I think I’ve finally figured out precisely what I don’t like about Slumdog Millionaire.

February 24, 2009

Ah,” Slumdog Millionaire.” Have you heard? It’s the best movie ever made. Ever. Ever ever ever. Bright colors and people with different skin tones? Oh my! Rags to riches? Alright! No, seriously. Best movie ever. EVER.

People are always talking about the great message of “Slumdog Millionaire,” what a beautiful story it is. The message is basically this: Millions of people are living in slums, leading perfectly horrific lives, but one of them got extraordinarily lucky and won 20 million rupees and a hot girl. And it was his destiny to have all this happen. Which means it’s the rest of your (that’s “your” plural, you other “slumdogs”) destiny to live in poverty and destitution for the rest of your lives.

Jamal doesn’t get the answers right because he’s a “whiz kid,” nor does he go “from rags to riches on the strength of his lively intelligence.” Both of these quotes are from Roger Ebert, who is to me the closest thing to god in cinema. Of course, even god can get things wrong. 

No, Jamal doesn’t succeed because he’s good at anything or because he’s done something very well. He only succeeds because each of the questions on a game show relates to some of the biggest events of his life. That’s why the people who own the game show are so angry; if he was some kind of genius kid, they’d say, oh, well, he’s some kind of genius kid, of course he’s winning. But he’s not a genius kid. He’s just a regular kid, though he is, for sure, a genuinely nice kid, just like the millions of other genuinely nice kids whose destiny it apparently isn’t to have a fortune and a hot girl tossed into their laps, followed by a dance number.

I’m not saying that “Slumdog Millionaire” is an awful movie. It benefited greatly from outstanding cinematography and the best child acting performances I’ve ever seen, even better than Natalie Portman’s turn in “The Professional.” But that doesn’t stop the story from exhibiting precisely the imperial mindset you’d expect from a British filmmaker making an Indian movie. How does the Indian kid from the slums make good? Does he invent something really great? Does he become a doctor and help the sick people living in slums without medical care? Does he change the world through grassroots political action? Does he make anyone’s life other than his own better? No. He just gets lucky. Really, really lucky. And maybe you can get lucky, too, real slumdogs of this world. But no, you probably won’t. Because for Jamal, “It is written.” For you? Well, no one’s ever heard of you.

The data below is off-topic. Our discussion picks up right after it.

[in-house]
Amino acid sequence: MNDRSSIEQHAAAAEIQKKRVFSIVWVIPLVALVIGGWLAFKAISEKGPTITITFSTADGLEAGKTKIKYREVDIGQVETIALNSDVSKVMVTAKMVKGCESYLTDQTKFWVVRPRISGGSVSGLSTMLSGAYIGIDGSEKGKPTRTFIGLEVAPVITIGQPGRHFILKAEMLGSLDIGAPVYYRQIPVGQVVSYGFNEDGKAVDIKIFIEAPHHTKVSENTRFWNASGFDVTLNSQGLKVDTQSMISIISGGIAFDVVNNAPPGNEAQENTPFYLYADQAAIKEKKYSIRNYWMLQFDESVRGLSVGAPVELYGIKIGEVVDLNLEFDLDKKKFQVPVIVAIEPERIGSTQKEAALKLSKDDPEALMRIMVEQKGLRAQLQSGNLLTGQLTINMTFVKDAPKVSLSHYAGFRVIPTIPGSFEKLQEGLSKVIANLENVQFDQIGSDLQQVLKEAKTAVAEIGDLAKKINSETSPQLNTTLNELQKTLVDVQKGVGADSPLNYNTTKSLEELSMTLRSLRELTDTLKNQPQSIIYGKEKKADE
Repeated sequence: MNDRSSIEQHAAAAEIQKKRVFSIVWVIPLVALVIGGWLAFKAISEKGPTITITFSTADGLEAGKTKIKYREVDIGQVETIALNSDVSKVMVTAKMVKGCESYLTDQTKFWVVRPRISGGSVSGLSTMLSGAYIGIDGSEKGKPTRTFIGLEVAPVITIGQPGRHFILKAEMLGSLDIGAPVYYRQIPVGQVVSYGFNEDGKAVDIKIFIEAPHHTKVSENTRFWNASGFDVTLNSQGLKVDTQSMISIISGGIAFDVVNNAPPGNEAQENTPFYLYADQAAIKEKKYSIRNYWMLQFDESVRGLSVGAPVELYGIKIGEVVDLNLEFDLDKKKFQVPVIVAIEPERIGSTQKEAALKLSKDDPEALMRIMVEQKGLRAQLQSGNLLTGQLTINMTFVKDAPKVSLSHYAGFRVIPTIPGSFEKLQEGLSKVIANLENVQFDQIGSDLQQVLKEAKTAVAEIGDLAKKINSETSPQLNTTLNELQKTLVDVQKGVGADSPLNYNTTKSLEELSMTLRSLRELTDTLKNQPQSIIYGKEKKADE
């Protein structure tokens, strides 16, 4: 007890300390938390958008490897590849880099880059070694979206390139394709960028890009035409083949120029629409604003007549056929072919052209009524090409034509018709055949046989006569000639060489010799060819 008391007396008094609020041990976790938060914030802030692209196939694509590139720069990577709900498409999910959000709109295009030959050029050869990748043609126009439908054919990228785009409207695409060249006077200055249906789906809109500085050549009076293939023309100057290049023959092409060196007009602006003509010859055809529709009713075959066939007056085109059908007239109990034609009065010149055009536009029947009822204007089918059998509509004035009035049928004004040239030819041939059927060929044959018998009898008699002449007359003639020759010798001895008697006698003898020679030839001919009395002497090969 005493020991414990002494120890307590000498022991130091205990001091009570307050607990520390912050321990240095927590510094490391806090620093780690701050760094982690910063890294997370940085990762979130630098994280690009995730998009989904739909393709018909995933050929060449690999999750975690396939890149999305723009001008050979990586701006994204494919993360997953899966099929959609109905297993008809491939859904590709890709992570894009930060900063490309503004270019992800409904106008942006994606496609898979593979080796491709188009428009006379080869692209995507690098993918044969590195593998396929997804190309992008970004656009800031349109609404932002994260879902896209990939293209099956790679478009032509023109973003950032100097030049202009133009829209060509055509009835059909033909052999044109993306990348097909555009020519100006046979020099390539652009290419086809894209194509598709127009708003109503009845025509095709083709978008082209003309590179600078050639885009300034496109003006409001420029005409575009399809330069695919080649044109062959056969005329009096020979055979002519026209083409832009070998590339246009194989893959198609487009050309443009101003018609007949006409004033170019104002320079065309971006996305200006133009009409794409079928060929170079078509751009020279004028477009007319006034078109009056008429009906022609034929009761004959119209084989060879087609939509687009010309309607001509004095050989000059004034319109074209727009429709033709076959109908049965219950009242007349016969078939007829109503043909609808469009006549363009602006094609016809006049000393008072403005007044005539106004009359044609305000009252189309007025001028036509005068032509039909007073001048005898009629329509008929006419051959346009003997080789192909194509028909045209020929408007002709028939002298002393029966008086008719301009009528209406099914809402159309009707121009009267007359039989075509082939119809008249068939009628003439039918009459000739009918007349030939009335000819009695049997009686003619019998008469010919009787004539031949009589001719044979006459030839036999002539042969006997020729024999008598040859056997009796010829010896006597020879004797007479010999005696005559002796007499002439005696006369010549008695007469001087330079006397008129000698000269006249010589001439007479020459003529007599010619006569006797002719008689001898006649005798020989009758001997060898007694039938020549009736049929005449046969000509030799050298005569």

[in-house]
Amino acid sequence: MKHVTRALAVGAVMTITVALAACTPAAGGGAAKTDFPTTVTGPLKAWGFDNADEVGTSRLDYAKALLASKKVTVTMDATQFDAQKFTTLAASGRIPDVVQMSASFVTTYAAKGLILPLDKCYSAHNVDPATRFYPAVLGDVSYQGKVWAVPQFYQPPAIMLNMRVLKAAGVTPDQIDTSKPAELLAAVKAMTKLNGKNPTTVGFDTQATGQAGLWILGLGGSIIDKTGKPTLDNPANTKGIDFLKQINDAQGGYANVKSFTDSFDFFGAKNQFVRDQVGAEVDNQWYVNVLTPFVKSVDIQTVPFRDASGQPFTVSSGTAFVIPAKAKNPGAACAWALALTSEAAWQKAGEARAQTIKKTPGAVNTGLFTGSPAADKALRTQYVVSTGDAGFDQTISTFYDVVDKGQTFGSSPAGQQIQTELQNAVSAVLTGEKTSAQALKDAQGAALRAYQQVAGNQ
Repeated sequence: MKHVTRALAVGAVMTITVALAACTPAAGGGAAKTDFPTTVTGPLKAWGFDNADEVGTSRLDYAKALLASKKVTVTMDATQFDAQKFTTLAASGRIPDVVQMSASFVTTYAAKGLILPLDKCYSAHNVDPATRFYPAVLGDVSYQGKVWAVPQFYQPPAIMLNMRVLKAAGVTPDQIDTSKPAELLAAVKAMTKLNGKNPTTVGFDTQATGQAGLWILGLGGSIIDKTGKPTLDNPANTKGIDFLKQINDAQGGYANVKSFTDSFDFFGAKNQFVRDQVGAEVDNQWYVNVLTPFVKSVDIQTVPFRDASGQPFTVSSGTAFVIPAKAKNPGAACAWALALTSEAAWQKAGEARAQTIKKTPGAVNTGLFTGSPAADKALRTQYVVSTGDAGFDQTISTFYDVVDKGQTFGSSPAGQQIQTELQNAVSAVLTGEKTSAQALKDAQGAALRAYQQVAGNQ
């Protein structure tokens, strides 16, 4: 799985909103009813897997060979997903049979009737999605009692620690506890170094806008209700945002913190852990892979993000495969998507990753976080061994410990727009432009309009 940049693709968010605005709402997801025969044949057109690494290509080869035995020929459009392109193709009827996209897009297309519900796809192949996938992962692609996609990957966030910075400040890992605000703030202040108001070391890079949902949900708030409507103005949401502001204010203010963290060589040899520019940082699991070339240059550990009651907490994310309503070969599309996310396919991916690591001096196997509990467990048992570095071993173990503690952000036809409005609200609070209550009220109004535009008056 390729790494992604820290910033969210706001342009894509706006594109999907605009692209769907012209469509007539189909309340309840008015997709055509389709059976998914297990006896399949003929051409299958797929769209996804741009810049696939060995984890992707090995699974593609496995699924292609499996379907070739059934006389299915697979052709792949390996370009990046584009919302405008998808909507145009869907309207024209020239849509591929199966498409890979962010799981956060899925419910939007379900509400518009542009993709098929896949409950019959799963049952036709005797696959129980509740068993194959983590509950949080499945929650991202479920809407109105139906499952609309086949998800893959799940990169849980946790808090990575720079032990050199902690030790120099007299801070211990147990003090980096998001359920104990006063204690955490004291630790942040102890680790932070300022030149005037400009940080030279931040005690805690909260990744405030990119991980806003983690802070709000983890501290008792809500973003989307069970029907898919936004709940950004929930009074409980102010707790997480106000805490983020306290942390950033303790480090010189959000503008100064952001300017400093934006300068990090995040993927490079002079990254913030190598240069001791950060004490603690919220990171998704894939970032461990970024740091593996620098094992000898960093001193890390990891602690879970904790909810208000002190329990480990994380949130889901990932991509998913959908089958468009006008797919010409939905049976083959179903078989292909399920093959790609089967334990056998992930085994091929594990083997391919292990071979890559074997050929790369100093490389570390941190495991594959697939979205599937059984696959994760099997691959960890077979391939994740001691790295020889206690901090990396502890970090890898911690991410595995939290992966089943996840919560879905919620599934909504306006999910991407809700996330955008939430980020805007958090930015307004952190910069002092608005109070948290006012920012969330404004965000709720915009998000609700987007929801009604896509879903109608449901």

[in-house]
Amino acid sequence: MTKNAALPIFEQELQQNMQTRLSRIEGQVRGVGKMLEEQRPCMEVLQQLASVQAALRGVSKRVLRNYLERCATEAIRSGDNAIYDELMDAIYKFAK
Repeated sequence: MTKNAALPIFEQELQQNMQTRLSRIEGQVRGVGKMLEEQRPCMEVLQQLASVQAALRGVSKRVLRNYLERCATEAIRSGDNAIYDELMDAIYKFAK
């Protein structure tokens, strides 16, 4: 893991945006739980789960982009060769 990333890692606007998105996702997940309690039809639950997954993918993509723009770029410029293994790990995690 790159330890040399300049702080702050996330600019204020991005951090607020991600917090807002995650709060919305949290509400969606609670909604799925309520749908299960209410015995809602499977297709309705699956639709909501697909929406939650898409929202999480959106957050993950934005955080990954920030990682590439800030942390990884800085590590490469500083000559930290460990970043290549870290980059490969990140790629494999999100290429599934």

And yes, before you comment, I do realize that destiny is a very important concept in Indian religion. And I did note how the film tried to draw the distinction between luck and destiny — or at least said that he didn’t win because he was lucky, but rather due to destiny. But what is destiny? If it’s my destiny from birth to get ridiculously rich, and it’s your destiny from birth to be horrifically poor, one of two things is at play here. Either I’m very lucky and you’re very unlucky, or we’re talking about reincarnation. That is, I (in a previous life) was a really great person, while you were a really mean and cruel person, so we were both reborn destitute and I rose up while you stayed down. Man, that’s even worse. Someone who you didn’t even know and whose actions you couldn’t affect because you weren’t alive at the time, but whose soul you apparently have, maybe lived the life of a rich plantation owner who hideously abused his slaves, lived a long and healthy life, died, and was reborn as you, a “slumdog.” And you’re screwed now, because this guy determined your destiny. But his slave who he put down for trying to escape and start a new life, he died and was reborn as me, and I’m gonna be rich!

Well, doesn’t considering the religious aspect just make this story that much more beautiful?

I don’t want to rant about this, because it’s a little off topic, so I’ll say only this: Karma-based reincarnation is a very convenient explanation for the rich being rich and the poor being poor. 

You can try to tell me that this screenplay — which, these minor complexities aside, amounts to boy meets girl, boy loses girl, boy gets girl back and also gets rich from a game show — is the best one of the year, but all you’re doing is insulting all the other screenplays, many of which are far greater achievements than “Slumdog Millionaire.”

But apparently, it’s better to be topical than good. 

It is written.

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One Response to “I think I’ve finally figured out precisely what I don’t like about Slumdog Millionaire.”

  1. Michael said

    This movie pissed me off too. The luck thing totally got to me, but the fact that for three quarters of the movie I was looking for sharp objects to end my suffering, or my TV’s, that’s what got to me. People told me that only the first half hour or so was really depressing.

    I have no idea what those people do in their spare time. Torture little animals or something? But I digress.

    Seriously, a movie that has me depressed as hell close to two hours or something is totally not worth the hype. I can deal with sad movies, but this just took the case.

    Say “No” to Slumdog! Screw him and his lucky life. The writer was lucky he chose to write such a fantastical tale about a game show, and not about the slumdog finding a unicorn to take him away to fantasy land.

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